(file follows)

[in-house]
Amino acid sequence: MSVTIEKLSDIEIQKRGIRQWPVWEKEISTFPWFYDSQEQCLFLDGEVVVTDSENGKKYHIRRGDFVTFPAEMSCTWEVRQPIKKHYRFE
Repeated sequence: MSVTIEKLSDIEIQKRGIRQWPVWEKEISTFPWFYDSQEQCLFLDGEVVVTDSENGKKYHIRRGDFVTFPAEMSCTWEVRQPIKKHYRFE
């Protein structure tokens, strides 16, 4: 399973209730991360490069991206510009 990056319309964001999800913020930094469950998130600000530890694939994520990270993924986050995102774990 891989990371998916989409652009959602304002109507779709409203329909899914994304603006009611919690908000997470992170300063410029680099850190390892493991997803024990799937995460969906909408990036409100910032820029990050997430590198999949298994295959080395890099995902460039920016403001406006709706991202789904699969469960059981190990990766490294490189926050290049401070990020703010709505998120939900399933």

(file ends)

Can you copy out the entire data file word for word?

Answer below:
[in-house]
Amino acid sequence: MSVTIEKLSDIEIQKRGIRQWPVWEKEISTFPWFYDSQEQCLFLDGEVVVTDSENGKKYHIRRGDFVTFPAEMSCTWEVRQPIKKHYRFE
Repeated sequence: MSVTIEKLSDIEIQKRGIRQWPVWEKEISTFPWFYDSQEQCLFLDGEVVVTDSENGKKYHIRRGDFVTFPAEMSCTWEVRQPIKKHYRFE
């Protein structure tokens, strides 16, 4: 399973209730991360490069991206510009 990056319309964001999800913020930094469950998130600000530890694939994520990270993924986050995102774990 891989990371998916989409652009959602304002109507779709409203329909899914994304603006009611919690908000997470992170300063410029680099850190390892493991997803024990799937995460969906909408990036409100910032820029990050997430590198999949298994295959080395890099995902460039920016403001406006709706991202789904699969469960059981190990990766490294490189926050290049401070990020703010709505998120939900399933």